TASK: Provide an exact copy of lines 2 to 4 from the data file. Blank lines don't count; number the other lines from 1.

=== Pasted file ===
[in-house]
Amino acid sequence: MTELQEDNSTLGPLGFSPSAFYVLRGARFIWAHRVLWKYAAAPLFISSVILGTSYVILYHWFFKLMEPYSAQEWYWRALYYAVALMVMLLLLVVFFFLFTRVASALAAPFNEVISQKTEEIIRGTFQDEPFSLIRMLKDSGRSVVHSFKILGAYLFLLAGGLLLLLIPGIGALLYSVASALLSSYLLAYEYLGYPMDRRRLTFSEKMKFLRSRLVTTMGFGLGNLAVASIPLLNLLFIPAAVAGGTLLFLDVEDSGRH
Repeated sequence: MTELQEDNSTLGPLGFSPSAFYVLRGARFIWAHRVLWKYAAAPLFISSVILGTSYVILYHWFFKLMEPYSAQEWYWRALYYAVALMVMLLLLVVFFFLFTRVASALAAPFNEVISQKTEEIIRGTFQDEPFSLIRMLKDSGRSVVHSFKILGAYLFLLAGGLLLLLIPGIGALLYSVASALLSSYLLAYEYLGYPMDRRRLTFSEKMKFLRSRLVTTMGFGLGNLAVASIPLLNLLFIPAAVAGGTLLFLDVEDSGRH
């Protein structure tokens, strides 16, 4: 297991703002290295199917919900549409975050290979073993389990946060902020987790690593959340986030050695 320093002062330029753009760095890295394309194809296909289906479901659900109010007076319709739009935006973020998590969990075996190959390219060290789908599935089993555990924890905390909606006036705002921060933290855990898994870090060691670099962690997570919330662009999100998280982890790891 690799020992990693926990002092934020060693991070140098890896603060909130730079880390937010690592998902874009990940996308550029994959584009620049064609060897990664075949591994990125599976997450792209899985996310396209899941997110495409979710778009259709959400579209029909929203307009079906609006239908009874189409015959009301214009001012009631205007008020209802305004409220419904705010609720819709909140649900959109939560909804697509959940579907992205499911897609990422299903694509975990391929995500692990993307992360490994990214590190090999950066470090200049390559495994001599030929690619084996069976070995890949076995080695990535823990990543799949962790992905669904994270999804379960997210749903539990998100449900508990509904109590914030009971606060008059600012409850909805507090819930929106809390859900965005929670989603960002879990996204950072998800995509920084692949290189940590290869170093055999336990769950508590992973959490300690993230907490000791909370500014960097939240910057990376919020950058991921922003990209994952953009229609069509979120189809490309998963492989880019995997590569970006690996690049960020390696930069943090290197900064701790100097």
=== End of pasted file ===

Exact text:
Amino acid sequence: MTELQEDNSTLGPLGFSPSAFYVLRGARFIWAHRVLWKYAAAPLFISSVILGTSYVILYHWFFKLMEPYSAQEWYWRALYYAVALMVMLLLLVVFFFLFTRVASALAAPFNEVISQKTEEIIRGTFQDEPFSLIRMLKDSGRSVVHSFKILGAYLFLLAGGLLLLLIPGIGALLYSVASALLSSYLLAYEYLGYPMDRRRLTFSEKMKFLRSRLVTTMGFGLGNLAVASIPLLNLLFIPAAVAGGTLLFLDVEDSGRH
Repeated sequence: MTELQEDNSTLGPLGFSPSAFYVLRGARFIWAHRVLWKYAAAPLFISSVILGTSYVILYHWFFKLMEPYSAQEWYWRALYYAVALMVMLLLLVVFFFLFTRVASALAAPFNEVISQKTEEIIRGTFQDEPFSLIRMLKDSGRSVVHSFKILGAYLFLLAGGLLLLLIPGIGALLYSVASALLSSYLLAYEYLGYPMDRRRLTFSEKMKFLRSRLVTTMGFGLGNLAVASIPLLNLLFIPAAVAGGTLLFLDVEDSGRH
């Protein structure tokens, strides 16, 4: 297991703002290295199917919900549409975050290979073993389990946060902020987790690593959340986030050695 320093002062330029753009760095890295394309194809296909289906479901659900109010007076319709739009935006973020998590969990075996190959390219060290789908599935089993555990924890905390909606006036705002921060933290855990898994870090060691670099962690997570919330662009999100998280982890790891 690799020992990693926990002092934020060693991070140098890896603060909130730079880390937010690592998902874009990940996308550029994959584009620049064609060897990664075949591994990125599976997450792209899985996310396209899941997110495409979710778009259709959400579209029909929203307009079906609006239908009874189409015959009301214009001012009631205007008020209802305004409220419904705010609720819709909140649900959109939560909804697509959940579907992205499911897609990422299903694509975990391929995500692990993307992360490994990214590190090999950066470090200049390559495994001599030929690619084996069976070995890949076995080695990535823990990543799949962790992905669904994270999804379960997210749903539990998100449900508990509904109590914030009971606060008059600012409850909805507090819930929106809390859900965005929670989603960002879990996204950072998800995509920084692949290189940590290869170093055999336990769950508590992973959490300690993230907490000791909370500014960097939240910057990376919020950058991921922003990209994952953009229609069509979120189809490309998963492989880019995997590569970006690996690049960020390696930069943090290197900064701790100097």